It started as a hum from around the corner. The clicking of changing gears and buzzing bike chains grew louder and louder until the first of a pack of determined cyclists made the turn and bolted along the School Street straight-away. The crowd hollered, cheered and rang cowbells to show their support for the athletes who moved at up to 40 miles per hour over the cobblestones of Downtown.
The Lodi Cyclefest took over Downtown Lodi on Sunday. Cars were blocked from a 0.08-mile course that began on School Street heading south before winding around a figure eight.
Race organizer Damien Gonzales of San Francisco said he’s gotten a phenomenal reception from Lodi in hosting the races.
“I was in Colorado yesterday at an Xtera race, but I had to come back. I couldn’t miss it,” he said. “This is our lifestyle.”
Tension was high for racers vying for position on a course that took just about two minutes to loop.
Brian Ray of Sacramento enjoyed the tight curves of the twisting course, and said the cobblestones weren’t too troublesome to ride over.
“It was pretty intense. But the guys pulled through when they needed to, and we got through it with no crashes,” said Ray.
Max Mack of Sacramento was easy to spot in the crowd thanks to his bright pink jersey. He took fourth place in the men’s category 1/2/3 race early in the morning, but wasn’t too pleased with his result.
“One’s never satisfied unless they win,” he said. “That’s why we show up.”
Around midday, low riding cycles with three wheels, powered by hand, took over the course. Fourteen racers rode a 20-minute race on handcycles, professional racing cycles used by paraplegic athletes. Some serious competitors were on the course, including Thea Rosa, who became one of the six new U.S. Handcycling National Criterium Champions in Greenville, S.C. in May 2012.
It took years of persuasion for race officials to allow a separate handcycle race.
“For a while they wanted to put us in with the beach cruisers. I said, ‘You don’t understand how fast these things go!’” said Quinta Robinson, wife of racer and teacher Rodger “Rocky” Robinson. Together, they run the Rocky Robinson Charity Organization that works to spread awareness and enjoyment of handcycle racing. They also work with the Wounded Warrior Project to bring handcycling to disabled veterans as recreation and sport.
The handcycle racers competed with a special man in mind. Kevin Rainy of Elk Grove competed in the first Lodi handcycle race last year and had every intention of returning. But lingering health problems caught up with him, and he passed away last week. Sunday’s race was in his memory.
Richard Le of Bellevue, Wash. took first place in the handcycle race.
It was his first time on the course, and his strategy was cautious.
“I stayed back for the first two or three laps to get comfortable, but on the third straight-away I took off and broke off from the pack to set my own pace,” he said.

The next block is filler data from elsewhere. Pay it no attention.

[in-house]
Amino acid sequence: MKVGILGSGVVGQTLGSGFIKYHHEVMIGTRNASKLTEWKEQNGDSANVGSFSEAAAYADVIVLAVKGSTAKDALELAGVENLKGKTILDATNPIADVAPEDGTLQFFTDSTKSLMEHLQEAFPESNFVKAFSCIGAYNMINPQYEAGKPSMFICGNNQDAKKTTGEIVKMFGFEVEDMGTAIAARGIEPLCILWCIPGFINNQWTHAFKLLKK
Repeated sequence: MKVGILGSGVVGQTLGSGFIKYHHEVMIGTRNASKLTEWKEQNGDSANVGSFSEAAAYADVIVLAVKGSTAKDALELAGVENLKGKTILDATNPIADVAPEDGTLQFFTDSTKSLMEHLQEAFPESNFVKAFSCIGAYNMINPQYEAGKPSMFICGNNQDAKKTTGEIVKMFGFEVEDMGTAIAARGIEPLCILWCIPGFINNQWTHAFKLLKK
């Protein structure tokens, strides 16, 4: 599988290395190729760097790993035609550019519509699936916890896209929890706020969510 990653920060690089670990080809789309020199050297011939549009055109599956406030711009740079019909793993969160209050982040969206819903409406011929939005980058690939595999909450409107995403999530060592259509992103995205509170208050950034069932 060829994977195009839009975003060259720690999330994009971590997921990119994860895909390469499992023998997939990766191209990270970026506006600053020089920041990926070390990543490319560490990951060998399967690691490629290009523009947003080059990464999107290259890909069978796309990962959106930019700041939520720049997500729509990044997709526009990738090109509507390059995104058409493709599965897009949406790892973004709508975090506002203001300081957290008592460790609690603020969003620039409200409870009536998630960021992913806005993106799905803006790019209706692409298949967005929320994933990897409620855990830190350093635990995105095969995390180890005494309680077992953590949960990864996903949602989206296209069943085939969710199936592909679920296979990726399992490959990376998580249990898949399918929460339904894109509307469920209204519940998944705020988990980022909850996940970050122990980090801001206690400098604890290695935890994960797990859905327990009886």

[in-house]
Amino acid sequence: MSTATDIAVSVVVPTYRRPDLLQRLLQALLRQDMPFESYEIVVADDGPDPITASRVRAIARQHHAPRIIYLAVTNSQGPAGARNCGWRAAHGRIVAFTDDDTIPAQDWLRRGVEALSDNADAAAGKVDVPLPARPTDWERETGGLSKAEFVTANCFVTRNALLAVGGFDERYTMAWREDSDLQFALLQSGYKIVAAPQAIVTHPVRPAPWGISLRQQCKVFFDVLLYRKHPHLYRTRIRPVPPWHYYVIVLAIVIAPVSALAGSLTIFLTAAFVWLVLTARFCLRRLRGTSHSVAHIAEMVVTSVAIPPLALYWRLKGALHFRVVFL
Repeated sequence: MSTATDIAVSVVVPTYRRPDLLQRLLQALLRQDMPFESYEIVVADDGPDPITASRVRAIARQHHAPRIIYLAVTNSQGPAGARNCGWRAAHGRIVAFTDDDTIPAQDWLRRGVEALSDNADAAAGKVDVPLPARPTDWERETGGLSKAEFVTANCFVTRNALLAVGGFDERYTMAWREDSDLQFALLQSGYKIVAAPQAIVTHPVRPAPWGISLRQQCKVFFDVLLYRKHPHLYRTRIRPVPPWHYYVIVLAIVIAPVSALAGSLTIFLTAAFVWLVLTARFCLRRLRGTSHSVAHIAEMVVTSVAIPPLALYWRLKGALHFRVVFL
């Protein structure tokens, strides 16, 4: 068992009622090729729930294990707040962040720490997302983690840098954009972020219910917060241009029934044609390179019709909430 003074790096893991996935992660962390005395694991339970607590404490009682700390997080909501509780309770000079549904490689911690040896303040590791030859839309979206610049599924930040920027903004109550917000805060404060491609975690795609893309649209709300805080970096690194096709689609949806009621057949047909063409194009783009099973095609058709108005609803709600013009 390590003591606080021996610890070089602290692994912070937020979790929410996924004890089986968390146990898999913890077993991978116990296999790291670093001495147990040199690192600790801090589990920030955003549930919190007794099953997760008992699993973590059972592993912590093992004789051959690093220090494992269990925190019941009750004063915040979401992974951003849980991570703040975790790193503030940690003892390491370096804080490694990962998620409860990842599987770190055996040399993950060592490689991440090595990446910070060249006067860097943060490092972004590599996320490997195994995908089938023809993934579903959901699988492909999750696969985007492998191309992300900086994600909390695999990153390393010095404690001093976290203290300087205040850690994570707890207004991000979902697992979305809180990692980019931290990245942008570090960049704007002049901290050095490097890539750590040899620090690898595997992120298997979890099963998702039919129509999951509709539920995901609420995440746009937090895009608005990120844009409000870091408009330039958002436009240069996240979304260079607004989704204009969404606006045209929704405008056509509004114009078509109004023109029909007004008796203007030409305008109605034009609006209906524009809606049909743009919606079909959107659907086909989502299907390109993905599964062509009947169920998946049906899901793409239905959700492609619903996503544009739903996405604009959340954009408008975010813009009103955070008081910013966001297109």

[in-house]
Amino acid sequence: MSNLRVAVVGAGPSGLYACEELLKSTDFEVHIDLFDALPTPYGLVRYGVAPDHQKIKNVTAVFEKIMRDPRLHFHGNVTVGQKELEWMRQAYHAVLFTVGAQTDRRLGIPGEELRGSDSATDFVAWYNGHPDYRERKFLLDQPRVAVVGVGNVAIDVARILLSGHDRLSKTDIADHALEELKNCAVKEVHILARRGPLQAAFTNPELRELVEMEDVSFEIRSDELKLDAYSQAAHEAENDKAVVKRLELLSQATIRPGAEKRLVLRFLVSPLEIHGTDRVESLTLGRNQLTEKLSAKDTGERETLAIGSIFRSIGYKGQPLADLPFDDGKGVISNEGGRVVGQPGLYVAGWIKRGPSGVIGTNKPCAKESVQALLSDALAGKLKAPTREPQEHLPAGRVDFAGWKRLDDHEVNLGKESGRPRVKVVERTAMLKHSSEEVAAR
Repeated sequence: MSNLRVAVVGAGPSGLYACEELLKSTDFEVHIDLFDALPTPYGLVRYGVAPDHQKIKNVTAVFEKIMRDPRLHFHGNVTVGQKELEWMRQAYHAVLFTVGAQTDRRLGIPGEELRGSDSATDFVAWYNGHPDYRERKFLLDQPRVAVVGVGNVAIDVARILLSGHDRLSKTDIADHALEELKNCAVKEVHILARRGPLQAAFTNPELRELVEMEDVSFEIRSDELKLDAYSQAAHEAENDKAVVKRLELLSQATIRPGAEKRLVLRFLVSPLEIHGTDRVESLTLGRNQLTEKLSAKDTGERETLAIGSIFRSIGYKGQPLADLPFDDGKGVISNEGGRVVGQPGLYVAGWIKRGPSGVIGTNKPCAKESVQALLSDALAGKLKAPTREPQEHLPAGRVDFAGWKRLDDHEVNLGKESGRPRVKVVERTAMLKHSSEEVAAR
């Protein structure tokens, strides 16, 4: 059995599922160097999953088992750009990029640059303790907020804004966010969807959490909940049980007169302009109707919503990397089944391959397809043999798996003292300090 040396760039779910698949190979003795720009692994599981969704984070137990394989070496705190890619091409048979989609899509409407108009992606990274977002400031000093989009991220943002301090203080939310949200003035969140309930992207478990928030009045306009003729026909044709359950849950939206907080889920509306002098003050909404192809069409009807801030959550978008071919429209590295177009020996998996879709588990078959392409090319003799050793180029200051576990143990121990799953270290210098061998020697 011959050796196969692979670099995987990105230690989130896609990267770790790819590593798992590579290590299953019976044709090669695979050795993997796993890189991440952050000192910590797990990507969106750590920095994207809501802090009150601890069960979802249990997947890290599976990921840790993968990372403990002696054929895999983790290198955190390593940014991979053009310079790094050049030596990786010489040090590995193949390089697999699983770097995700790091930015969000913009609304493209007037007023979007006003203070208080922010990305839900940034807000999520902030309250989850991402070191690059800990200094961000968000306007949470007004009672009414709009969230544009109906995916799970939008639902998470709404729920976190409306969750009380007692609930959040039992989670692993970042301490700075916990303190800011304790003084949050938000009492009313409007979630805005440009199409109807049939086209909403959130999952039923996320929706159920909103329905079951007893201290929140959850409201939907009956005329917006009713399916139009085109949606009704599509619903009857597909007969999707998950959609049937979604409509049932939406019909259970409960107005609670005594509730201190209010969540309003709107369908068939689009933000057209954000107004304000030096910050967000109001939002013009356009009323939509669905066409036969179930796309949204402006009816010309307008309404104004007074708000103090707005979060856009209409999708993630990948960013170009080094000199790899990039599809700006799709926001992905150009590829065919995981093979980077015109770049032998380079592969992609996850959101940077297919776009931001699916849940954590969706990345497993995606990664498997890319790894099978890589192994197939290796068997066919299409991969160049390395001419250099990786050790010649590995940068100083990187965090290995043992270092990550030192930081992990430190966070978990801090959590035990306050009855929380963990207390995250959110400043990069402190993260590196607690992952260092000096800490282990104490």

Training for handcycling is just as intense as for traditional cycle racing. Rocky Robinson alternates 25-mile rides with weight lifting about five days a week.
“We’ve got to build our upper bodies and cores. It’s the same work, but with these muscles instead,” said Rocky Robinson, gesturing to his arms and chest.
The Vintner’s Cup lap was a crowd favorite. Eleven good sports from local wineries donned costumes, such as the prom queen and king pair, a shining gold Buddha, and SuperDad, then hopped on beach cruisers to make their way around the course.
After judges scored for race placement and costume creativity, Joe Lange of LangeTwins Winery came in first in his Buddha suit.
“It was a last-minute scrounge for a costume,” said Lange. “My brother Aaron (Lange) gave me a good start, letting me draft.”
LangeTwins can now keep the Vintner’s Cup at their winery for a full year.
Ben Lozo, 10, and Erin Christian, 10, took first place in the kid’s race.
“It just kinda happened. I sprinted at the start, got ahead and stayed there,” shrugged Lozo.
But the dedicated crowd was having the most fun. Couples and groups set up camp on the patios at cellardoor and The Dancing Fox with a glass or two of wine and nibbled on lunch in the shade while watching the races.
Melissa Borth of Lodi watched from the corner of Pine and School streets as her brother, Brandon Borth of Lockeford, competed in the category 3 men’s race.
“This is the first year I could come out and support him. It’s a lot of fun. I love how it’s Lodi, but my brother and friends are racing,” she said.
Nearing the end of the same race, Daniel Arismendi of Lodi let out a wild cheer as Brandon Borth pulled into a sprint and made second place.
“This is awesome!” he yelled.
Contact reporter Sara Jane Pohlman at firstname.lastname@example.org.